The Early Bird Catches the Worm – CEQA Statute of Limitations Lessons from Coalition for an Equitable Westlake/MacArthur Park v. City of Los Angeles

Environmental/Land Use Alert (April 21, 2020)

On April 2, 2020, in Coalition for an Equitable Westlake/MacArthur Park v. City of Los Angeles, the Court of Appeal, Second District held that any substantive challenge to a project approval, including attacks to the validity of a notice of determination (NOD) based on scope of agency authority, can only be made within the short statute of limitations triggered by a facially valid NOD. The simple, yet crucially important lesson from Coalition for an Equitable Westlake is: never put off till next year what you must do within 30 days.

On March 3, 2017, the Deputy Advisory Agency (Agency) for the City of Los Angeles (City) approved a tract map and certified a Mitigated Negative Declaration (MND) for a mixed-use project. The Agency determination letter noted that any appeal of its decision had to be made to the City’s Planning Commission within 10 days. No appeal followed; and, on March 15, 2017, the Agency filed an NOD in compliance with Public Resources Code section 21152(a). In addition to the NOD listing the required information pursuant to section 21152(a), the NOD informed the public that its filing commenced the 30-day period to challenge the project approvals. In October 2017, the Planning Commission approved conditional use permits related to the project. In November 2017, two tenants of an existing building on the project site appealed the Planning Commission’s approvals to the City Council. On January 31, 2018, the City Council denied the appeal and approved general plan amendments in connection with the project.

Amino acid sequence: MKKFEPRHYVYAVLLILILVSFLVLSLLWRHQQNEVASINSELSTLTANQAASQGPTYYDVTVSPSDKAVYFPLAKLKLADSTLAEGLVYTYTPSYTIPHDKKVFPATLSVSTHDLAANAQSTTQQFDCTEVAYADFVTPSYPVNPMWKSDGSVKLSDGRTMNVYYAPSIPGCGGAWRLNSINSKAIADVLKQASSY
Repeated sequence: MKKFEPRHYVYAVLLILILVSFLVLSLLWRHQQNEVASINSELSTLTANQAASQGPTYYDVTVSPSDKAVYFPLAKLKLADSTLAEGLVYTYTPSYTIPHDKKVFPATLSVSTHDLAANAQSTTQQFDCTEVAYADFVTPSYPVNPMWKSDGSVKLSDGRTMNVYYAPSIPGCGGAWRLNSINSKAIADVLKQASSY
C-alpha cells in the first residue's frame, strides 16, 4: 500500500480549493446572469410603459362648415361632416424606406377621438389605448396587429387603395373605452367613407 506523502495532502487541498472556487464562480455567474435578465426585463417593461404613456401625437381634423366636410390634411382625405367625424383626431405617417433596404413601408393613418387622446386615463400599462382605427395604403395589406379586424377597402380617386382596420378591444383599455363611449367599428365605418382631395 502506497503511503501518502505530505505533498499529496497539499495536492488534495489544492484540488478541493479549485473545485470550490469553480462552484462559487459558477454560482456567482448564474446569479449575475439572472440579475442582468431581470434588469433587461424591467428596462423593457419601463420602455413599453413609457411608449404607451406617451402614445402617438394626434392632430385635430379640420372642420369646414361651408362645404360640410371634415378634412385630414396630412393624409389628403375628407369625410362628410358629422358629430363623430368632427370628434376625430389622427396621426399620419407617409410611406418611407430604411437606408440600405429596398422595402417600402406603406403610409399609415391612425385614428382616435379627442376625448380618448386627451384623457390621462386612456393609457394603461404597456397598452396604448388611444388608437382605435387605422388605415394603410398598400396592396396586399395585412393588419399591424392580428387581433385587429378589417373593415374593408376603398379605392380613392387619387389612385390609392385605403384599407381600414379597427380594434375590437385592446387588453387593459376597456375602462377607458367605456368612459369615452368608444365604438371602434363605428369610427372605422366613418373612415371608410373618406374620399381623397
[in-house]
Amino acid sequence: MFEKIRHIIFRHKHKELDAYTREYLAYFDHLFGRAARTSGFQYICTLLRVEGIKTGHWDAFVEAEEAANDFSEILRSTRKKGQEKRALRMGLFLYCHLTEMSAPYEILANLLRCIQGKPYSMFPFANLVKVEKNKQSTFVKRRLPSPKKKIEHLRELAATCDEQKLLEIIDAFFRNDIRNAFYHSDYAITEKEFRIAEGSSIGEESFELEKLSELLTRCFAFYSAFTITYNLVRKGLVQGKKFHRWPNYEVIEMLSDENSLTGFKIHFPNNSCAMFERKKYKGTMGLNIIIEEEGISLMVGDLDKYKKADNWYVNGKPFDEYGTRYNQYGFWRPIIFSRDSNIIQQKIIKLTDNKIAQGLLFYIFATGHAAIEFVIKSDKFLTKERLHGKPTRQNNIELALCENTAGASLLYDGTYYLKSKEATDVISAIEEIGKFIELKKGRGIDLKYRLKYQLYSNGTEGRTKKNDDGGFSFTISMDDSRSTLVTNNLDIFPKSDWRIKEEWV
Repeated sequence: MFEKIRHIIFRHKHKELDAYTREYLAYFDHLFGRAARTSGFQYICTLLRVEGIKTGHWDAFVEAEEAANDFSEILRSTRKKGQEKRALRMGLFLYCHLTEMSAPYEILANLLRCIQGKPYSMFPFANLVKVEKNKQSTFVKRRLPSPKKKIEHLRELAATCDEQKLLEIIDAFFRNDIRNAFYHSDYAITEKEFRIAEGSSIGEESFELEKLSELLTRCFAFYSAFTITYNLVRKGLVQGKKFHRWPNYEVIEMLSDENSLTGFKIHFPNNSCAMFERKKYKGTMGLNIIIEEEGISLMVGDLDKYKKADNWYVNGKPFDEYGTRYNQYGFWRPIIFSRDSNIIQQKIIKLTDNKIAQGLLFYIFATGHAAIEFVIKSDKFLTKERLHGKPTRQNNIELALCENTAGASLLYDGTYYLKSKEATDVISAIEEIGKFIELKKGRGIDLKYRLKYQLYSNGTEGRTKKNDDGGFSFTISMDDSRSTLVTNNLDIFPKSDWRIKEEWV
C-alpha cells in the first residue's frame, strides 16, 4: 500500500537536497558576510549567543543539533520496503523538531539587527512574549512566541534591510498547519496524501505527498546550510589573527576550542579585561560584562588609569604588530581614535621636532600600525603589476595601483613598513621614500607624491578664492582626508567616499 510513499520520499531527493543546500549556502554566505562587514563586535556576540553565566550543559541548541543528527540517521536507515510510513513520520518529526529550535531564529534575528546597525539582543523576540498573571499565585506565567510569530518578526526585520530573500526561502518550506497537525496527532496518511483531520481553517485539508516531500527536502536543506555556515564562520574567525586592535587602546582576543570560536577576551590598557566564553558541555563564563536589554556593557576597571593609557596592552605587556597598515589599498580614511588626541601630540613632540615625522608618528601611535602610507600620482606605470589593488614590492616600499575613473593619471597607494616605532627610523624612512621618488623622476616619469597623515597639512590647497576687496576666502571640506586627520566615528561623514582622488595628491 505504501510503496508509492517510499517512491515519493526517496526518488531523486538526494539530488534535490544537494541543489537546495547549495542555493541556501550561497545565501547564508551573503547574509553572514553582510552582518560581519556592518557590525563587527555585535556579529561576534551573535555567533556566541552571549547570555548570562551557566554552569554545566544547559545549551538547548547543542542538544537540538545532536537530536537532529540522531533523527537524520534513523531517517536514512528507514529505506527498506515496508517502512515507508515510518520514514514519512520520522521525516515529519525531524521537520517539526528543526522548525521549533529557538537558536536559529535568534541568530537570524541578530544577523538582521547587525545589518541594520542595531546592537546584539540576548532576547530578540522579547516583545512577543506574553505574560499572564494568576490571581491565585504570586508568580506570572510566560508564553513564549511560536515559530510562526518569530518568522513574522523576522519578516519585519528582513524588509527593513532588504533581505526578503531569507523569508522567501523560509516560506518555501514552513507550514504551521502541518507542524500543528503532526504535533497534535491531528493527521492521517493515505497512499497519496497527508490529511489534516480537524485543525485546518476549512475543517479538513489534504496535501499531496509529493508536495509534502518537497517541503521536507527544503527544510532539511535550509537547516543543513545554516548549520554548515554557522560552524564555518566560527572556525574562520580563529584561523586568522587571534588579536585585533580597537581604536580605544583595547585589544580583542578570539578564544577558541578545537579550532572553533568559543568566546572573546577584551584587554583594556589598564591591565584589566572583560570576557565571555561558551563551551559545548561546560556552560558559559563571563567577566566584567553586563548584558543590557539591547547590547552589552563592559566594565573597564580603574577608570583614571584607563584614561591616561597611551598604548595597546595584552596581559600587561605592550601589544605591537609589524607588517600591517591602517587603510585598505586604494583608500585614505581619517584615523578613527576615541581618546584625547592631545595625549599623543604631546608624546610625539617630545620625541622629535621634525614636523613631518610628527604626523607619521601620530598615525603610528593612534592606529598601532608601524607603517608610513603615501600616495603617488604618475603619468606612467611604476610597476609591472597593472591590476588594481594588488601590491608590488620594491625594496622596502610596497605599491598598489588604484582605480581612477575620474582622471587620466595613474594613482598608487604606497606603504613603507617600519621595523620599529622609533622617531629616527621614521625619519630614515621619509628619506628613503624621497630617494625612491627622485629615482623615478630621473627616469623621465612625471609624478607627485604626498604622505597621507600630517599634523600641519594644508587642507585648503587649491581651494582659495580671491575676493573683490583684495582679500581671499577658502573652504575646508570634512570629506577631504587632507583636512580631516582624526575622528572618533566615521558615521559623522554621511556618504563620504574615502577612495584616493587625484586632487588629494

Almost a year after the NOD was filed, the Coalition sought to set aside the City’s project approvals and documents prepared and approved under CEQA. The Coalition argued the 30-day statute of limitations was not triggered because the Agency lacked authority to make CEQA findings. The Court was not persuaded.

The Court confirmed the general rule that the short statute of limitations started running upon the filing of a facially valid NOD and petitioners were obligated to bring any challenge within that time, regardless of the nature of the alleged violation. The Court found that the NOD for the project did not fall into one of the two exceptions to the general rule. The first recognized exception applies if the NOD is invalid on its face – the information required to be contained in the NOD pursuant to Public Resources Code section 21157 is incorrect or missing. The second exception is triggered when the NOD is filed before the project approval. Because neither exception applied to the NOD for the project, and the Coalition filed suit outside of the 30-day period, the Court held as untimely the Coalition’s challenge of the Agency’s authority to adopt the MND.

[This case alert does not constitute legal advice and no attorney-client relationship is created by viewing or responding to this alert.  Legal counsel should be sought for answers to specific legal questions.]